On October 30, and 31, the Iranian regime’s state media reflected the mullahs’ desperation in resolving socio-economic and how this could end the regime’s decades of tyranny.
“More important than cyber-attack or technical glitches” is the headline of Jahan-e-Sanat daily referring to the recent cyberattack on Iran’s gas stations.
“Many believe that recent disruption of gas distribution was not done by hackers. It was [by the regime] to see the reaction of people, as it prepares to increase in the fuel prices,” Jahan-e Sanat wrote.
“Officials have certainly had miscalculation in taking such a decision. Because increasing the fuel prices, is such a dangerous and destructive crisis which could result in social unrest as people are grappling with poverty, inflation, and skyrocketing prices,” Jahan-e Sanat wrote.
Jahan-e Sanat added that since the cyberattack on Tuesday, October 26, “The fuel at the free-market value o 30,000 rials per gallon has been sold”.”
In another article, titled “Officials Should Act,” Jahan-e-Sanat, warned of the economic pressures on people.
“The lower classes are degraded. When a lower-class society grows too large, we have a potentially huge population that, because they have nothing to lose, may turn to blind violence at any moment, endangering national security.”
“Everything Against the Stock Exchange” was an article on Hamdeli daily, which refers to the regime’s total bankruptcy. It also refers to the hollow promises of the regime’s new president Ebrahim Raisi his economic team. “The stock of many companies has plummeted, and sales queues are getting heavier by the minute.” “The decline of the dollar exchange rate seems to have had a significant impact on the state of the capital market. Of course, the contradictory news about the nuclear deal has also ruined the stock market situation. These heavy came amid a lot of good news about strengthening the capital market and injecting liquidity into the market” Hamdeli wrote.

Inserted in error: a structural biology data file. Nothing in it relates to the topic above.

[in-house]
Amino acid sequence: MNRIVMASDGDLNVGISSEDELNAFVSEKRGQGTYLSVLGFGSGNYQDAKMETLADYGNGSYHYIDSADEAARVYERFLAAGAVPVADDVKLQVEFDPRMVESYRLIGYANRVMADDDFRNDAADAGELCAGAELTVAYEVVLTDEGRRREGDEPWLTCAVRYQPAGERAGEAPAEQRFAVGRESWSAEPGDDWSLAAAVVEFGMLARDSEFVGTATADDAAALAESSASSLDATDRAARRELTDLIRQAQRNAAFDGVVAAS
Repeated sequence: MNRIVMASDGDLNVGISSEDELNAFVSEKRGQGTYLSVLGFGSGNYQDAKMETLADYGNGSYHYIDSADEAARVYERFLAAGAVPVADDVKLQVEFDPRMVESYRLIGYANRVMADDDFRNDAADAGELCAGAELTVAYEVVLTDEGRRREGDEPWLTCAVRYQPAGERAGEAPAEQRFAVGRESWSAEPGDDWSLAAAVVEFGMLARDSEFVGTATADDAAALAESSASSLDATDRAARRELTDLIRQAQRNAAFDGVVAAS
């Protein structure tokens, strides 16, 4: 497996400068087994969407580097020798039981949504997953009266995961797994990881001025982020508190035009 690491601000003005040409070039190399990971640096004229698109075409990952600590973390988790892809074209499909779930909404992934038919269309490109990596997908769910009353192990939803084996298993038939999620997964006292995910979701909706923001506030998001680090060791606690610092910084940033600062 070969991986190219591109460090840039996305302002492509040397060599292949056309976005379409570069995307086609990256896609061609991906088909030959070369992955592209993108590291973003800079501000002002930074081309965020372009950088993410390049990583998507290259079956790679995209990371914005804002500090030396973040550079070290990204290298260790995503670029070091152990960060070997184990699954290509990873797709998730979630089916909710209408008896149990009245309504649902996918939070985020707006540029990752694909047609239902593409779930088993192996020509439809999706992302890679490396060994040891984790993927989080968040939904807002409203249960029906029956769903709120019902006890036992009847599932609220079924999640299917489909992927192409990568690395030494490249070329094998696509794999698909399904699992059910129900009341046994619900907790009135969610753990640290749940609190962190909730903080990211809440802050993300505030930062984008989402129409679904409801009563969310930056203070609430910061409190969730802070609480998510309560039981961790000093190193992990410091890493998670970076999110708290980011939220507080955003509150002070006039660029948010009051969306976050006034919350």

“But the amount of liquidity that was supposed to enter the stock exchange market is not clear at all, and the market has also declined,” Hamdeli acknowledged.
Iran’s Nuclear Deal and Tehran’s Nuclear Extortion
While many of the western powers try to negotiation with the regime over its nuclear program, one of the regime’s former diplomats revealed Tehran’s intention to obtain a nuclear bomb.
“Sanctions can be effective for a while now. But the uranium enrichment program is advancing, and as soon as we reach the stage of nuclear weapons production, the government will be able to get concessions during the negotiations,” Fereydoun Majlisi, a former regime diplomat told the state-run Eqtesade Pouya on October 31.
“The [Raisi] government has put the eliminating of the JCPOA on the agenda. With the plan announced by the new Minister of Foreign Affairs, the revival of the JCPOA is not going to be on the agenda,” he added.
During the interview, Majlisi also warned about an economic collapse, and while referring to the drop of Iran’s exports to its allies, he foresaw that Iran is going to end up like Venezuela.